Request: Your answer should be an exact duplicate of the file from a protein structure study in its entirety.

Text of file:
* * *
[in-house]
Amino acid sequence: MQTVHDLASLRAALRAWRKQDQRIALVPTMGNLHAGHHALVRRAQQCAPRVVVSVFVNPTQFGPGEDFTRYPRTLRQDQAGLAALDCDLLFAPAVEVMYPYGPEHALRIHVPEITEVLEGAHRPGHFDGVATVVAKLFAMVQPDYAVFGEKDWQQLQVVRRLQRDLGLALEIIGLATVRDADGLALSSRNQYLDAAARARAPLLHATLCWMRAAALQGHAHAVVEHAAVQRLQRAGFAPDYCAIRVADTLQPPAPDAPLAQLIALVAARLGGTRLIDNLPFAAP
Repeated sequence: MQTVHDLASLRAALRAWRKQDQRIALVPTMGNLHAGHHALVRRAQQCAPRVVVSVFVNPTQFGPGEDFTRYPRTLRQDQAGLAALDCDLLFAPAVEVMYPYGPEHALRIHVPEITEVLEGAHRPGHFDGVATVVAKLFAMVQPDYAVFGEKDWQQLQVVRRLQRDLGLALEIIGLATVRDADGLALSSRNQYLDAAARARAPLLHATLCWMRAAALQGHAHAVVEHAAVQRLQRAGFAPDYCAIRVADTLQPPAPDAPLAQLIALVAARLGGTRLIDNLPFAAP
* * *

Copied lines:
[in-house]
Amino acid sequence: MQTVHDLASLRAALRAWRKQDQRIALVPTMGNLHAGHHALVRRAQQCAPRVVVSVFVNPTQFGPGEDFTRYPRTLRQDQAGLAALDCDLLFAPAVEVMYPYGPEHALRIHVPEITEVLEGAHRPGHFDGVATVVAKLFAMVQPDYAVFGEKDWQQLQVVRRLQRDLGLALEIIGLATVRDADGLALSSRNQYLDAAARARAPLLHATLCWMRAAALQGHAHAVVEHAAVQRLQRAGFAPDYCAIRVADTLQPPAPDAPLAQLIALVAARLGGTRLIDNLPFAAP
Repeated sequence: MQTVHDLASLRAALRAWRKQDQRIALVPTMGNLHAGHHALVRRAQQCAPRVVVSVFVNPTQFGPGEDFTRYPRTLRQDQAGLAALDCDLLFAPAVEVMYPYGPEHALRIHVPEITEVLEGAHRPGHFDGVATVVAKLFAMVQPDYAVFGEKDWQQLQVVRRLQRDLGLALEIIGLATVRDADGLALSSRNQYLDAAARARAPLLHATLCWMRAAALQGHAHAVVEHAAVQRLQRAGFAPDYCAIRVADTLQPPAPDAPLAQLIALVAARLGGTRLIDNLPFAAP